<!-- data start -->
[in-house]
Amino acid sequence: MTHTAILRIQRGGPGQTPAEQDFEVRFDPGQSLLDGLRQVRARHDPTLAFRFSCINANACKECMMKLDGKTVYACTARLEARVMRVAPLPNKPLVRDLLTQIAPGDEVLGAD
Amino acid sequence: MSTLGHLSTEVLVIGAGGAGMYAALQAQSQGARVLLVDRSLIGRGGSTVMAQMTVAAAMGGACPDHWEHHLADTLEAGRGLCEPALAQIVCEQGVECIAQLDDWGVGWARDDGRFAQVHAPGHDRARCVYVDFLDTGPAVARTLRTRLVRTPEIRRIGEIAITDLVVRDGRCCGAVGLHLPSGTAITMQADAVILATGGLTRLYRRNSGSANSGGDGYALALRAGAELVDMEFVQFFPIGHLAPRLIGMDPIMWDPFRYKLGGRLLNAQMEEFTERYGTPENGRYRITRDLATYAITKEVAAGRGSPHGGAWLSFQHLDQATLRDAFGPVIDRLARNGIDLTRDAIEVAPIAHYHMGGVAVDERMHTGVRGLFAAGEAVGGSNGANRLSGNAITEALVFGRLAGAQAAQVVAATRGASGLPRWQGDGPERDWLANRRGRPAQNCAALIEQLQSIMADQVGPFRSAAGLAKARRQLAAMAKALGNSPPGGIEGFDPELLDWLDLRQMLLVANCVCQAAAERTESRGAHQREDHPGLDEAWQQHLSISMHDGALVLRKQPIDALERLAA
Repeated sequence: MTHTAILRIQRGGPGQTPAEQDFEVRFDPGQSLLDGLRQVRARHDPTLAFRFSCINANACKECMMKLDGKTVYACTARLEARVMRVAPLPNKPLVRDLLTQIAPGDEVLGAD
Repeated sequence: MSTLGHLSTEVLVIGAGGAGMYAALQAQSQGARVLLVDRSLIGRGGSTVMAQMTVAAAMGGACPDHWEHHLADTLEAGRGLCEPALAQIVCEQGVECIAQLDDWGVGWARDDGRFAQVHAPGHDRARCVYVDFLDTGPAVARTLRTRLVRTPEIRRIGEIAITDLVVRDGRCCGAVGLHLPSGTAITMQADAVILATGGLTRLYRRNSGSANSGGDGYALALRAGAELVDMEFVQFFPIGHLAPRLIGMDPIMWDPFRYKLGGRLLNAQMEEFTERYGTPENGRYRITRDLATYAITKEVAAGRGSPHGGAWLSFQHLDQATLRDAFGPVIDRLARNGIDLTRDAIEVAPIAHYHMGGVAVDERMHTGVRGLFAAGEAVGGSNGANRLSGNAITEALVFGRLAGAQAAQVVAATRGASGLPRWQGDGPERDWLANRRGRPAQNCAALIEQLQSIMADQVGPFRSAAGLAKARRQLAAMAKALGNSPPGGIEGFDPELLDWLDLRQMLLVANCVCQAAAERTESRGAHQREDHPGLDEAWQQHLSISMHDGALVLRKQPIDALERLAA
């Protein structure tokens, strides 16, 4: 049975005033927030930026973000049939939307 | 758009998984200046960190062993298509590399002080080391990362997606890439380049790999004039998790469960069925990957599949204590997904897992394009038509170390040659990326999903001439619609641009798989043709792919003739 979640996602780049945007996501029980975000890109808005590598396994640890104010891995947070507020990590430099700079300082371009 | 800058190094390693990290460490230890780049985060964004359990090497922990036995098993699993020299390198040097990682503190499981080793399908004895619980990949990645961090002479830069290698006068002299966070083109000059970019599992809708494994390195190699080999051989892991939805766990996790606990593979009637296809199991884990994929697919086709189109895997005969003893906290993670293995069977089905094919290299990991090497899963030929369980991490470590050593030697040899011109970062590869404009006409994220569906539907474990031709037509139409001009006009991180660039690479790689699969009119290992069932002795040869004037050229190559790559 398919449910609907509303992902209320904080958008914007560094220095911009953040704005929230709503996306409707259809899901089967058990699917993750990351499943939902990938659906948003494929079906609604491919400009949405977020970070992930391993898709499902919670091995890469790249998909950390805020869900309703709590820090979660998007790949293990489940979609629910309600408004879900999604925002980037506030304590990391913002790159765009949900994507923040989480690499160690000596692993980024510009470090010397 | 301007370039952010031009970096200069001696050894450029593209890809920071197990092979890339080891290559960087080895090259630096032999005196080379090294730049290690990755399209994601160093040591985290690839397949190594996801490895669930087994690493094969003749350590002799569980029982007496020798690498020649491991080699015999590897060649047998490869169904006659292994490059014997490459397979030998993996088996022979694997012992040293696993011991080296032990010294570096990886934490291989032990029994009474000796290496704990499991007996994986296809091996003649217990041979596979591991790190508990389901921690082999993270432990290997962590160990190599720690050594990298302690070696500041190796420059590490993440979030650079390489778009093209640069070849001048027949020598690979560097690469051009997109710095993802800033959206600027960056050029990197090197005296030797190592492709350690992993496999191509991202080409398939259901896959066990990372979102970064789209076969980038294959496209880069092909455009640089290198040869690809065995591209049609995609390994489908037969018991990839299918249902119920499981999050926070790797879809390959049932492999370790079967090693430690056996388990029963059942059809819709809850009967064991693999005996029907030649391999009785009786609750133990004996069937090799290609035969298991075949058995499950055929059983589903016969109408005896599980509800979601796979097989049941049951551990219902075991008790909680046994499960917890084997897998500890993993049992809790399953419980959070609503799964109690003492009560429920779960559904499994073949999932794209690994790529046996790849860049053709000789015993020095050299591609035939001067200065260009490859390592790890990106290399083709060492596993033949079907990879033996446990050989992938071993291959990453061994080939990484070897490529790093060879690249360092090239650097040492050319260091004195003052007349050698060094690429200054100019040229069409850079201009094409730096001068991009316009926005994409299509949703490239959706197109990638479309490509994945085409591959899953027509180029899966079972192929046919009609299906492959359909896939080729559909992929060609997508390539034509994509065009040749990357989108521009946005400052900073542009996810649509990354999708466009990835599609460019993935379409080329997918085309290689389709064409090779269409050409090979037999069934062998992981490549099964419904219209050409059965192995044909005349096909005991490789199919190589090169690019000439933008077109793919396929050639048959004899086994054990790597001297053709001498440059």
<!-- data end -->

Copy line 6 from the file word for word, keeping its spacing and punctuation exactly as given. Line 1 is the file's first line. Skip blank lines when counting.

């Protein structure tokens, strides 16, 4: 049975005033927030930026973000049939939307 | 758009998984200046960190062993298509590399002080080391990362997606890439380049790999004039998790469960069925990957599949204590997904897992394009038509170390040659990326999903001439619609641009798989043709792919003739 979640996602780049945007996501029980975000890109808005590598396994640890104010891995947070507020990590430099700079300082371009 | 800058190094390693990290460490230890780049985060964004359990090497922990036995098993699993020299390198040097990682503190499981080793399908004895619980990949990645961090002479830069290698006068002299966070083109000059970019599992809708494994390195190699080999051989892991939805766990996790606990593979009637296809199991884990994929697919086709189109895997005969003893906290993670293995069977089905094919290299990991090497899963030929369980991490470590050593030697040899011109970062590869404009006409994220569906539907474990031709037509139409001009006009991180660039690479790689699969009119290992069932002795040869004037050229190559790559 398919449910609907509303992902209320904080958008914007560094220095911009953040704005929230709503996306409707259809899901089967058990699917993750990351499943939902990938659906948003494929079906609604491919400009949405977020970070992930391993898709499902919670091995890469790249998909950390805020869900309703709590820090979660998007790949293990489940979609629910309600408004879900999604925002980037506030304590990391913002790159765009949900994507923040989480690499160690000596692993980024510009470090010397 | 301007370039952010031009970096200069001696050894450029593209890809920071197990092979890339080891290559960087080895090259630096032999005196080379090294730049290690990755399209994601160093040591985290690839397949190594996801490895669930087994690493094969003749350590002799569980029982007496020798690498020649491991080699015999590897060649047998490869169904006659292994490059014997490459397979030998993996088996022979694997012992040293696993011991080296032990010294570096990886934490291989032990029994009474000796290496704990499991007996994986296809091996003649217990041979596979591991790190508990389901921690082999993270432990290997962590160990190599720690050594990298302690070696500041190796420059590490993440979030650079390489778009093209640069070849001048027949020598690979560097690469051009997109710095993802800033959206600027960056050029990197090197005296030797190592492709350690992993496999191509991202080409398939259901896959066990990372979102970064789209076969980038294959496209880069092909455009640089290198040869690809065995591209049609995609390994489908037969018991990839299918249902119920499981999050926070790797879809390959049932492999370790079967090693430690056996388990029963059942059809819709809850009967064991693999005996029907030649391999009785009786609750133990004996069937090799290609035969298991075949058995499950055929059983589903016969109408005896599980509800979601796979097989049941049951551990219902075991008790909680046994499960917890084997897998500890993993049992809790399953419980959070609503799964109690003492009560429920779960559904499994073949999932794209690994790529046996790849860049053709000789015993020095050299591609035939001067200065260009490859390592790890990106290399083709060492596993033949079907990879033996446990050989992938071993291959990453061994080939990484070897490529790093060879690249360092090239650097040492050319260091004195003052007349050698060094690429200054100019040229069409850079201009094409730096001068991009316009926005994409299509949703490239959706197109990638479309490509994945085409591959899953027509180029899966079972192929046919009609299906492959359909896939080729559909992929060609997508390539034509994509065009040749990357989108521009946005400052900073542009996810649509990354999708466009990835599609460019993935379409080329997918085309290689389709064409090779269409050409090979037999069934062998992981490549099964419904219209050409059965192995044909005349096909005991490789199919190589090169690019000439933008077109793919396929050639048959004899086994054990790597001297053709001498440059």